Mr Rosche raised that there are many different management styles and often managers utilise the wrong one, for example trying to manage a small business like a corporation. Although there are many established management techniques, Mr Rosche listed two new ones he had encountered over the years, more common that should be expected and detrimental to companies. These were ‘Management by Helicopter’ where a manager rushes in, creates lots of dust then flies off, after which nothing has really changed. The other was similar being ‘Management by Submarine’ where a manager surfaces, makes waves then disappears and you would never have known they were there afterwards.
Instead he was a proponent of Transformational leadership, where a manager conveys a vision but goes on the journey together with the employees. This ‘all in it together’ approach is far more successful at inspiring motivated and loyal employees. The importance of separate teams to focus on separate tasks was emphasised to create boundaries, responsibility and accountability, but with the need for close communication between teams to ensure everyone knows the overall objective and progress. Mr Rosche also emphasised the importance of seeing what you are asking from the employee’s perspective, and how you would feel if you were asked to do that, and in that way. He spoke on how management was about maintaining the balance of employee’s motivation and competency, with motivation higher at the start of new projects but competency lower while learning, with competency increasing over time but motivation decreasing in line with monotony. He divided this process into four stages; 1) Feed information with no need for motivation 2) Motivation of employees 3) More need to control employees 4) Employees self-manage, leave them to work but ensure they have support and get neither lonely nor self-important and forget about the rest of the team.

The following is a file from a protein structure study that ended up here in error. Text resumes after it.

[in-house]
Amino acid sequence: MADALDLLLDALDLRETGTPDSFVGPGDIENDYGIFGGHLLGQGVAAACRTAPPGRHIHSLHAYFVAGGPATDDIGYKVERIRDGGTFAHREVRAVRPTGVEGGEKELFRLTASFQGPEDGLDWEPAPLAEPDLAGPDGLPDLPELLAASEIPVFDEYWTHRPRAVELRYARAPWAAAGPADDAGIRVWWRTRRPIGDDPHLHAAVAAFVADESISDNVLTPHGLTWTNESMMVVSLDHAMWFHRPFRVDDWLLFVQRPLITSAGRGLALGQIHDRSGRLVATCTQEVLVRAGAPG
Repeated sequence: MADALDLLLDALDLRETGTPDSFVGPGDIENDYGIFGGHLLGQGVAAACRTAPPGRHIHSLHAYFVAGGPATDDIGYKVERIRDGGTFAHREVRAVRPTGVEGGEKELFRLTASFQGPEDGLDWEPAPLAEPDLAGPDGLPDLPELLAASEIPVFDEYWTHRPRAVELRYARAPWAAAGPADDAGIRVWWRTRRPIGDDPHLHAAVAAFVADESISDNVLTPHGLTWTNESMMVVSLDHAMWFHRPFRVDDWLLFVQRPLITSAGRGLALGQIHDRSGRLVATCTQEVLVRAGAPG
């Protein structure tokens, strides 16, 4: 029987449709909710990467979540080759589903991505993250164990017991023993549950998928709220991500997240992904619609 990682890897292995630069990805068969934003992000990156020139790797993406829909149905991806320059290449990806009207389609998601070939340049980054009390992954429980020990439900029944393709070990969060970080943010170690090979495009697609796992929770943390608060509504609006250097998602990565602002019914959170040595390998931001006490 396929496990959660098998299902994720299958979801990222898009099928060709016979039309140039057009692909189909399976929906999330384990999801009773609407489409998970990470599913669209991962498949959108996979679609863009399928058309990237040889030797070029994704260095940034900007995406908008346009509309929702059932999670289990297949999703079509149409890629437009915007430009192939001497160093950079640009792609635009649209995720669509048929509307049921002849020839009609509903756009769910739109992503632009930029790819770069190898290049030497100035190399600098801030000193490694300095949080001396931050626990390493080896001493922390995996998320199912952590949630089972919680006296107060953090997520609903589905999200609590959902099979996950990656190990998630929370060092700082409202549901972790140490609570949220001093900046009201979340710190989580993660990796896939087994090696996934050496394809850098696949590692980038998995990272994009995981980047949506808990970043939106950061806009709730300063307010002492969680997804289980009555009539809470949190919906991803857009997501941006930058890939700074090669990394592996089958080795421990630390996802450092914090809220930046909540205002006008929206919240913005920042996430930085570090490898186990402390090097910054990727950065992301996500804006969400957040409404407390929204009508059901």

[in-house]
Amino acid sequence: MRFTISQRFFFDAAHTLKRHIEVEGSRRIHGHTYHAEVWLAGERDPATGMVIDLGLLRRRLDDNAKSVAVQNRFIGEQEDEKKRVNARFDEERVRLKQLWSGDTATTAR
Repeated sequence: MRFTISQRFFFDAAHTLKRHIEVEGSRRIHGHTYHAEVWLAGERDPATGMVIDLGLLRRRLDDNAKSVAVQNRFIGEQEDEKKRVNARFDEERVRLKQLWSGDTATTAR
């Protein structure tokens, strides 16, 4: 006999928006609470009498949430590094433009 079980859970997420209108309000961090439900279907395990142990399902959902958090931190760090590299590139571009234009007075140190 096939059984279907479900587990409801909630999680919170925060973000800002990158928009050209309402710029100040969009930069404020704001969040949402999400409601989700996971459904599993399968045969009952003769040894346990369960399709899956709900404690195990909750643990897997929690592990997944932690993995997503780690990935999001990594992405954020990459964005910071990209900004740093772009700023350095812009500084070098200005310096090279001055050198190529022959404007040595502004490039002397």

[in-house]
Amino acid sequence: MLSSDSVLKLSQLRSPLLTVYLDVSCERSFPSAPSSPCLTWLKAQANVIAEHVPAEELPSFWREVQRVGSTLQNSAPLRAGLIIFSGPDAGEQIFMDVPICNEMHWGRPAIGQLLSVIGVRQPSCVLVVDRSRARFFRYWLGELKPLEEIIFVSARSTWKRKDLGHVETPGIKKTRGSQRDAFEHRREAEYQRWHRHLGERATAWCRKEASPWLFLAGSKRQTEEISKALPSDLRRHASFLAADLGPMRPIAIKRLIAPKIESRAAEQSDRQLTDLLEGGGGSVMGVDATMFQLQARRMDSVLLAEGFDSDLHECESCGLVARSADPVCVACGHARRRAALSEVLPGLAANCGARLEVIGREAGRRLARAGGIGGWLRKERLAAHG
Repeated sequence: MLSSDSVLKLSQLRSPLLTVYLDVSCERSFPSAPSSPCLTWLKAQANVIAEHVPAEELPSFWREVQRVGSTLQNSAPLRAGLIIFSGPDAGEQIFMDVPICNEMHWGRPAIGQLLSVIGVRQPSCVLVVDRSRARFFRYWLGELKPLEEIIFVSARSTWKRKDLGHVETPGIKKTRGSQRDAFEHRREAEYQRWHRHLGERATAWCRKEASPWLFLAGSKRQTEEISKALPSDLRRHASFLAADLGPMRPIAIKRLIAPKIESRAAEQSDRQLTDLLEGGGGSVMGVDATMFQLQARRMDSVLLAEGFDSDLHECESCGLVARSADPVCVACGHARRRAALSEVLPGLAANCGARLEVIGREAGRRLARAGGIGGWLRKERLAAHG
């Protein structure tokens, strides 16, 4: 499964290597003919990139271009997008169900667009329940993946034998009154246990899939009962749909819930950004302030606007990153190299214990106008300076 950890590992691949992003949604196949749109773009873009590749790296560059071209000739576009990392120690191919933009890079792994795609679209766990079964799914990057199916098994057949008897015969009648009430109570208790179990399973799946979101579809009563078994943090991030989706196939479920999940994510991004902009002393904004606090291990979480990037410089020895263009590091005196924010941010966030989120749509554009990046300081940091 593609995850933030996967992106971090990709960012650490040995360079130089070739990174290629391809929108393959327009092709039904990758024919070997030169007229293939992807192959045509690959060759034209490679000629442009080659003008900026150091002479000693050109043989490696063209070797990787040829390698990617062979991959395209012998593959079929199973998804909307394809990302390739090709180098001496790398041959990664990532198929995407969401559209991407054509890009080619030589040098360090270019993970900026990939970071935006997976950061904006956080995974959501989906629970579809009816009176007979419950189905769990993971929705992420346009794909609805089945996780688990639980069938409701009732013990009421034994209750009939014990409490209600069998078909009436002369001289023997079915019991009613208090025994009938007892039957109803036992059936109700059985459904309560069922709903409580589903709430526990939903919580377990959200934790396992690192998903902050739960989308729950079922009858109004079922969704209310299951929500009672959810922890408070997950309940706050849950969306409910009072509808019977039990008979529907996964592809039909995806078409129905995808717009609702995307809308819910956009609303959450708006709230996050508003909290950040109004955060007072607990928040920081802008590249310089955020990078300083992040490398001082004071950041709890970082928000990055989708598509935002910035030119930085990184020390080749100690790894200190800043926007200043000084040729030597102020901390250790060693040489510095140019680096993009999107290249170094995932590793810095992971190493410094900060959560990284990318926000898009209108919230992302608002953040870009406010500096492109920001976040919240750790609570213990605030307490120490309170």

The issue of staff retention was then followed up with the issue of staff recruitment. It is all well and good trying to improve the quality of your staff, but what do you do when you have such a limited applicant base? Many care providers are happy just to manage to recruit any staff let alone pick and choose based on skills and qualifications.
More care in Poland is being delivered in the home, but they suffer from the issue that these carers are not trained in reconciling professionalism and care giving and often cannot cope in an emergency. It was raised how the media makes a big difference regularly publishing about staff shortages, potentially perpetuating the problem as fewer people want to train to work in such a short-staffed environment as it would mean more strain on them. Globally everyone knows that staff shortage in care is an issue, however no one has yet come up with how to solve it.